Quinoa Shampoo

My shampoo lists quinoa as a vital ingredient. Quinoa. In the shampoo. Seriously. Add kale and goji berries to my daily lather and these curls would probably auto-twist into a protected enclave for honeybees. But my hair is awesome– all thick and that good sort of wavy and blonde (with assistance). I won’t demur with false modesty if you have the thoughtful notion to compliment me on my swingy locks. Ancient whole grains are not responsible for its fabulousness: this hair is still new(ish). Most of you have children and iPhones older than my ponytail. And because this mane is my badge of verve, spunk, and survival, I’m going to be as smugly proud of it as a Prius-driving, composting, “I Voted,” recycler.

A hair post on The Cancerversary is predictable for this gabby gal. Three years ago today, in April’s living room, I learned that my hair would be included, but would be the least of my losses. Breast cancer does not tolerate a reasonable, disease-free interval after which a celebratory remission is announced. And so the previously bald and anatomically reorganized veterans are left waiting, waiting, waiting. After the first year, I was just so happy and relieved to be finished with treatment. Year two found me grateful for everyone and everything and especially the ability to hold aloft a barrette. But year three? Hope feels jinxy, but the alternative is that every ache and pain is cause for worry and restless nights… or worse, biopsies and scans. So girls like me choose prayer and yield to the que sera sera quality of life colored by cancer.

Anniversaries are too powerful to be ignored. Unfortunately, this holiday season will always recall a scary time for me. Naturally, I approach this with the brand of humor only the cancered would find funny in a holiday enclosure:

“Another year… totally not dead! Merry Christmas from the Lees!”

Cancerversaries also make a sleepless night or two sort of inevitable and a drink or two sort of necessary. So I stumbled into a late night bloggy Internet discussion that I assumed was about kindness, but that was actually about race, and I was accused of microaggression (yikes) and white privilege (admittedly). As a white girl who shampoos with quinoa, I cannot imagine what I thought I could add to the discussion. And although distracting, this wasn’t the best antidote for my annual freak out. But I’m as tired of anger as I am of looming cancer. I want feel-good, Christmassy stories, people! Distract me with mirth!

It is an unfair luxury to be exasperated by angry people. No one is trying to kill my kids or treating them like criminals. I cannot know that anger. I believe we can all just assume the best of each other because no one has ever, ever assumed anything else of me. I won’t apologize for my bubble, but it is ridiculous and unkind to rest inside of it and demand that justified fury should be kept at a lower simmer using prettier words.

For someone who enjoys baser language, I am a sucker for the pretty words. I want everything tied up with a bow; I want examples in the universe where we act like One People, and proof that the world isn’t a shitstorm of racism, fear, and cancer. Even if it is. It’s Christmas, friends. Let’s share the good stories. Here’s mine. It’s short:

Year three. You were there in ways big and small, loud and quiet, prayerful and even angry. And it helped. Thank you, thank you, thank you.

My hair isn't just awesome, it's gluten free.

My hair isn’t just awesome, it’s gluten free.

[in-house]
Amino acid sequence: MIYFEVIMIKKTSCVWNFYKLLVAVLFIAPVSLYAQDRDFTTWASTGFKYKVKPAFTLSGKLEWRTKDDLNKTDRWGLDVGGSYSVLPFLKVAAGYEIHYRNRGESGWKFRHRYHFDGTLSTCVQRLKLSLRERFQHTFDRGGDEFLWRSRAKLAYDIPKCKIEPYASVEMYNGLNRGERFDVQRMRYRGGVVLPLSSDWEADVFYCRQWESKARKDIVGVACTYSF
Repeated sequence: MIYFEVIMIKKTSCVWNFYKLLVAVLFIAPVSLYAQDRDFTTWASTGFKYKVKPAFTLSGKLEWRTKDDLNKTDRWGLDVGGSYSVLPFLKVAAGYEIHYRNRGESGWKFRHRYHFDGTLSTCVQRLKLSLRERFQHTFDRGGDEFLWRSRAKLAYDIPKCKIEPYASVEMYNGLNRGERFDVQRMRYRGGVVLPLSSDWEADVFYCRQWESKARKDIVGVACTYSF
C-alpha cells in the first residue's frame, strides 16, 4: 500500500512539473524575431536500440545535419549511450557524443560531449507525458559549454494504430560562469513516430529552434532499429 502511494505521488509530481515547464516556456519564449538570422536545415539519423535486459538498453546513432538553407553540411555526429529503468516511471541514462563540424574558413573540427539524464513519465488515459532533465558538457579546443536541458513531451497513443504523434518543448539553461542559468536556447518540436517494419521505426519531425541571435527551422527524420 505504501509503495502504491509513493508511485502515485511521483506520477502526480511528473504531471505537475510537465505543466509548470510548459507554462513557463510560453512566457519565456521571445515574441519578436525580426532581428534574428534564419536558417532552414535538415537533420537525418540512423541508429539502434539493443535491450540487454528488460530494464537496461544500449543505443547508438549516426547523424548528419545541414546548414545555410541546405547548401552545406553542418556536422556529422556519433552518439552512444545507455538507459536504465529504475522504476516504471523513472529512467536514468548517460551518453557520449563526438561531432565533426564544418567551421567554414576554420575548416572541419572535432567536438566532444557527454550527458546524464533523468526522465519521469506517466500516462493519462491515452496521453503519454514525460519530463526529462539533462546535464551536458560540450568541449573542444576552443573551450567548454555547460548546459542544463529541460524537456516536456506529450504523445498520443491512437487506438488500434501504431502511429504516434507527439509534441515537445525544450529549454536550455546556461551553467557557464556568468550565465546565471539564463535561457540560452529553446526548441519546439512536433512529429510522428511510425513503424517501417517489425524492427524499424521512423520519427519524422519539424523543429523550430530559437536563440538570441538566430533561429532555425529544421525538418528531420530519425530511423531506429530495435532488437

Today is my Cancer-versary. All day I’ve been morbidly imagining a Jacquie Lawson whimsical, animated e-card for this, though I doubt there’s some cutesy montage of a woodland animal getting scared fur-less then starting a blog. Last year, this day was a tough one. This year I’m inventing really inappropriate Christmas greetings in my head as Tinyprints offers no canned holiday slogans for the cancered. I should probably exorcize them prior to sitting down to the actual task.

Merry Christmas from ALL FOUR Lees! Not dead! Yay!!

Still here—Hair-allulia!

Wishing you a wonderful New Year (knock on wood)!

April came over today to exchange gifts, check in, and make sure I hadn’t started drinking, or possibly join me if I had (…these are the things friends do). Two years ago today, I took the life-changing call in her living room. One year ago, to mark a shitty year completed, April organized a trip to Turks & Caicos for our families (…these are the things April does). Her gift to me this year was a bound photo album of that vacation: 38 pages of gorgeous, warm, sun-kissed memories. If today was always going to be about looking backwards with fear and sadness, this lovely book of pictures flipped the switch on that.

Brodie just padded down the stairs with are-you-mad-I’m-still-awake reluctance. He’s deep into the fourth Percy Jackson, and it had gotten a little creepy. It had also gotten quite late past the allotted reading time, but I can never muster any real parental sternness for this transgression. I think many of us remember unsanctioned school night flashlight reading for just one… more… chapter. Usually mommy hugs and expert bed-tucking are the cure for the Can’t Sleeps, but tonight Brodie requested something else:

I need something good to replace the scary things in my head.

Indeed. Though I was going to save it for Christmas, Brodie needed it now. I pulled out the Anderson and Lee Family Adventure book and we reminisced over the images, erasing chapters of spooky monsters, and months of cold terror with the turn of each page. Brodie returned to his cozy bed dreaming of conch shell diving and night swimming and paddle boarding and sea turtles. I returned to my keyboard to write April (this) little thank you for a more-than-she-could-ever-know magical gift of pictures.